One way to encourage sustainable development and the management of marine and coastal resources is to introduce livelihood alternatives, allowing local residents to make an income from their customary sea space and lowering the need for fish sales. This can include the cultivation of certain seaweed species, extracts from which can be used as thickening agents for household and industrial products, ranging from cosmetics to toothpaste to beer.
During late September, 2020, the WCS team returned to two communities in the Tsoi Islands in New Ireland Province, Papua New Guinea, to revisit trial seaweed farms that had been installed the previous month with support from WCS. This visit enabled the team and community participants to attach seedlings of a brown seaweed species, known as Eucheuma cottonii, onto the seaweed farm ropes. The seaweed farm plots were 5m x 5m in size, and consisted of nylon ropes that ran parallel across the plot, spaced 50cm apart. The seaweed seedlings were tied to the ropes, with each seedling spaced 25cm apart and about 50cm to 70cm off the seafloor. The team and community residents also built two drying shelters for each community to dry their seaweed once harvested, which usually takes around 6 to 8 weeks. New Ireland Province has many small inhabited islands, with local people that rely on their reefs for food and livelihoods. If successful, the trial seaweed livelihoods project will help provide an alternative income to residents, allowing fishers to lower the demand on reef fish market sales in their customary waters.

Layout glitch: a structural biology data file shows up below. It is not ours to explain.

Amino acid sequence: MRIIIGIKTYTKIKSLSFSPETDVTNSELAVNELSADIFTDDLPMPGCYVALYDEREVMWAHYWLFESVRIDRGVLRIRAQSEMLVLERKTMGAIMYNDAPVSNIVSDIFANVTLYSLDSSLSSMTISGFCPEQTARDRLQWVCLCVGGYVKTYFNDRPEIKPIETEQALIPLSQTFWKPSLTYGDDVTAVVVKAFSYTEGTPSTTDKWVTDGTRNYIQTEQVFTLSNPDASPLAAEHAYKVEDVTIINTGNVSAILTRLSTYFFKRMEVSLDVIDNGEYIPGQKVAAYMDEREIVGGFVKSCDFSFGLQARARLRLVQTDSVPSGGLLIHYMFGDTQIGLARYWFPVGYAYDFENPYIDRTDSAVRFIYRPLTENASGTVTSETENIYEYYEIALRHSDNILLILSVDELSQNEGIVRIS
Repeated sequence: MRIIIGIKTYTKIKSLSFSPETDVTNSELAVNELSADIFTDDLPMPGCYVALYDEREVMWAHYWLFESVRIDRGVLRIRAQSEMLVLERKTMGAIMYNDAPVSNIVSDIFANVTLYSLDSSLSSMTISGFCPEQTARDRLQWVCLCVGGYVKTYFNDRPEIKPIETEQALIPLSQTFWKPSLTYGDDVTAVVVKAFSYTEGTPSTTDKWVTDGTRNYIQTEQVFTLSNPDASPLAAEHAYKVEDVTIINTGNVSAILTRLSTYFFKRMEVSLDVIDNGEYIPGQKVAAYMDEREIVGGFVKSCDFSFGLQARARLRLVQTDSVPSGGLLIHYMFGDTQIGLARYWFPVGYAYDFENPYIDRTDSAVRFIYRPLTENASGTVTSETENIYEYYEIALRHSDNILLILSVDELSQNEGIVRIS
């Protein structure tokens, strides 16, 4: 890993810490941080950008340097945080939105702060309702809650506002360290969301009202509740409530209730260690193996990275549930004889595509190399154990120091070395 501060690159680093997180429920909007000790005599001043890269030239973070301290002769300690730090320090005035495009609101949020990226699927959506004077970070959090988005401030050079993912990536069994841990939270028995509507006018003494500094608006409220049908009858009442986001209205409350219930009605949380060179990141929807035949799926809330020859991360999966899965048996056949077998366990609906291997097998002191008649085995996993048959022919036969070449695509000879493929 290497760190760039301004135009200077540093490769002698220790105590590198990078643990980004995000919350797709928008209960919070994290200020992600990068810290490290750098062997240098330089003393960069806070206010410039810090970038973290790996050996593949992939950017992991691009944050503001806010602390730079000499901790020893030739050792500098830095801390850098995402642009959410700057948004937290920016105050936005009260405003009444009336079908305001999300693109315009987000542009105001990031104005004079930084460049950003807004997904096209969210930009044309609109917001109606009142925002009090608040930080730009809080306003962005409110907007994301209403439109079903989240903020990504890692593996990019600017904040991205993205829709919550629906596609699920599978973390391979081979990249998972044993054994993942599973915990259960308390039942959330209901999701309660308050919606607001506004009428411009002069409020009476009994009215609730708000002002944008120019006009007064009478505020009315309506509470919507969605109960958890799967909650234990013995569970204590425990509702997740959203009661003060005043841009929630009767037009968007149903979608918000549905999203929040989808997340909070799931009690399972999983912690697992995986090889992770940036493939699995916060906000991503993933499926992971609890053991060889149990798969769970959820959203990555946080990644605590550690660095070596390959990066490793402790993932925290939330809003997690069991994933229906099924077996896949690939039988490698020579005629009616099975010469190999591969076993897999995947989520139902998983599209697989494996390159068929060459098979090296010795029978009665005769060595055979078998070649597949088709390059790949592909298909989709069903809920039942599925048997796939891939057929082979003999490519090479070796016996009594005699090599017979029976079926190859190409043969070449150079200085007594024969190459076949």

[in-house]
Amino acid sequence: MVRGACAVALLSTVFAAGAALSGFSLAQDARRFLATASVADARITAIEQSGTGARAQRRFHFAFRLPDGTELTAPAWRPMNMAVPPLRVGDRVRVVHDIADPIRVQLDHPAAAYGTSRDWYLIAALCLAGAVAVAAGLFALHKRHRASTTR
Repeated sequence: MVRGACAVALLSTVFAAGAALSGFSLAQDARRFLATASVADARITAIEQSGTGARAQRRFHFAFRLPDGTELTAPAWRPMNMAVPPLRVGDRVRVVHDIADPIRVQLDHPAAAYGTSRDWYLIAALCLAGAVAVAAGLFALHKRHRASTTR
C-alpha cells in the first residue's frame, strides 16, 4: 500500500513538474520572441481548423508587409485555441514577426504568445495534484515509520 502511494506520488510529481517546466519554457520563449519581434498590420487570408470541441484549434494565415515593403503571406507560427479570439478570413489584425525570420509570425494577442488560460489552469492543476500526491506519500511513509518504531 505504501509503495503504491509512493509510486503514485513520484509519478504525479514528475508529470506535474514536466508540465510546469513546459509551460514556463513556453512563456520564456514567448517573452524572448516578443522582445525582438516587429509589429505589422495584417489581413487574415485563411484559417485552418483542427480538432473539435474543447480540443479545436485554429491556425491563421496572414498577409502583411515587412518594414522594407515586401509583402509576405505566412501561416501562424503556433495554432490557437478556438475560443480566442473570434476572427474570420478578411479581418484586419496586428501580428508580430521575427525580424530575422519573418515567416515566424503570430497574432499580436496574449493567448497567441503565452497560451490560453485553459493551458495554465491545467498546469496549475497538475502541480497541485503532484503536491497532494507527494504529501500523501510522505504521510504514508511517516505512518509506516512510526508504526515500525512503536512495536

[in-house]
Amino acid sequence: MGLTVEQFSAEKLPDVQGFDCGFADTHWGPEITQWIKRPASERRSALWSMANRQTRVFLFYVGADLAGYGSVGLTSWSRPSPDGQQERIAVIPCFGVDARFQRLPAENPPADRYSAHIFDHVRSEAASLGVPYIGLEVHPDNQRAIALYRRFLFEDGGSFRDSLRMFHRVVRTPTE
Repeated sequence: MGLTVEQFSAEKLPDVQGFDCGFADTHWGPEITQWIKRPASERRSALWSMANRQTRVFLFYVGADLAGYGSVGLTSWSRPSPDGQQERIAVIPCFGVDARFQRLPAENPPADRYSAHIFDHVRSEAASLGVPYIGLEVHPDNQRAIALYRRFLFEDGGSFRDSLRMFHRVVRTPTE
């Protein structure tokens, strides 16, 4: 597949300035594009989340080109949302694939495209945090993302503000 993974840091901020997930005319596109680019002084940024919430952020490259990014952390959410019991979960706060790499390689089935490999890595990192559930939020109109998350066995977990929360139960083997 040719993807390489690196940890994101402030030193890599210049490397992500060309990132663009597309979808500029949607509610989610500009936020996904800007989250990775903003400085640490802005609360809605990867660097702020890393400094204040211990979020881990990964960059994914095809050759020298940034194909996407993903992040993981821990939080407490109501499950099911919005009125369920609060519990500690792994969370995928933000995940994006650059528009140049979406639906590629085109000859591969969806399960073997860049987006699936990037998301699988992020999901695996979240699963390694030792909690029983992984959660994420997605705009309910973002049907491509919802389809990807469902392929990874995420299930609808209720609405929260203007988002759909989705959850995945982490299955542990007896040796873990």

The community members of both communities were supportive of the project. Local volunteers helped the WCS team with great enthusiasm and were eager to learn about the seaweed farming. Community leaders mentioned that this is a good livelihood alternative for their island communities and if the project is successful, they will go ahead and build more farms in their area.
This project is funded by Blue Action Fund.